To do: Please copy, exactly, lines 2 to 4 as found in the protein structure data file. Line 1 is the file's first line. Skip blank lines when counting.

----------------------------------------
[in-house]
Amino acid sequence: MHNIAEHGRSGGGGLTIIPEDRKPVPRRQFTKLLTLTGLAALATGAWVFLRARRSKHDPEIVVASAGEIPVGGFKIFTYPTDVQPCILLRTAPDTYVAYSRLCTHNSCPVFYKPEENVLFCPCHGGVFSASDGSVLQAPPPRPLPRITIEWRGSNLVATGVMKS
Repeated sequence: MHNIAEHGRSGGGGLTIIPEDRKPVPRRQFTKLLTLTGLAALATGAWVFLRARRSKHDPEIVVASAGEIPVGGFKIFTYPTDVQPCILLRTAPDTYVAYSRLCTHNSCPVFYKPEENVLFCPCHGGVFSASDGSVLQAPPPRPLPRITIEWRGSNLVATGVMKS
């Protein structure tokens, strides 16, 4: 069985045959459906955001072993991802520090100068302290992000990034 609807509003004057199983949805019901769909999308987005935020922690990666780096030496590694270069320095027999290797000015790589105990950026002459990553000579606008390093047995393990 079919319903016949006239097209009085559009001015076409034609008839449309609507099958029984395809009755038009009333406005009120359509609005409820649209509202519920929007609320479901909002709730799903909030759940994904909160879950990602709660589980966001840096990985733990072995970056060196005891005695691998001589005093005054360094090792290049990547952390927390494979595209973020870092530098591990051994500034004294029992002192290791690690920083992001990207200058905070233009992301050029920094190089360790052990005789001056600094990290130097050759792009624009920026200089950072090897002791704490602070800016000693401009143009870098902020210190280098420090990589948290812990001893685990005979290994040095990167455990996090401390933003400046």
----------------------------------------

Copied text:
Amino acid sequence: MHNIAEHGRSGGGGLTIIPEDRKPVPRRQFTKLLTLTGLAALATGAWVFLRARRSKHDPEIVVASAGEIPVGGFKIFTYPTDVQPCILLRTAPDTYVAYSRLCTHNSCPVFYKPEENVLFCPCHGGVFSASDGSVLQAPPPRPLPRITIEWRGSNLVATGVMKS
Repeated sequence: MHNIAEHGRSGGGGLTIIPEDRKPVPRRQFTKLLTLTGLAALATGAWVFLRARRSKHDPEIVVASAGEIPVGGFKIFTYPTDVQPCILLRTAPDTYVAYSRLCTHNSCPVFYKPEENVLFCPCHGGVFSASDGSVLQAPPPRPLPRITIEWRGSNLVATGVMKS
């Protein structure tokens, strides 16, 4: 069985045959459906955001072993991802520090100068302290992000990034 609807509003004057199983949805019901769909999308987005935020922690990666780096030496590694270069320095027999290797000015790589105990950026002459990553000579606008390093047995393990 079919319903016949006239097209009085559009001015076409034609008839449309609507099958029984395809009755038009009333406005009120359509609005409820649209509202519920929007609320479901909002709730799903909030759940994904909160879950990602709660589980966001840096990985733990072995970056060196005891005695691998001589005093005054360094090792290049990547952390927390494979595209973020870092530098591990051994500034004294029992002192290791690690920083992001990207200058905070233009992301050029920094190089360790052990005789001056600094990290130097050759792009624009920026200089950072090897002791704490602070800016000693401009143009870098902020210190280098420090990589948290812990001893685990005979290994040095990167455990996090401390933003400046």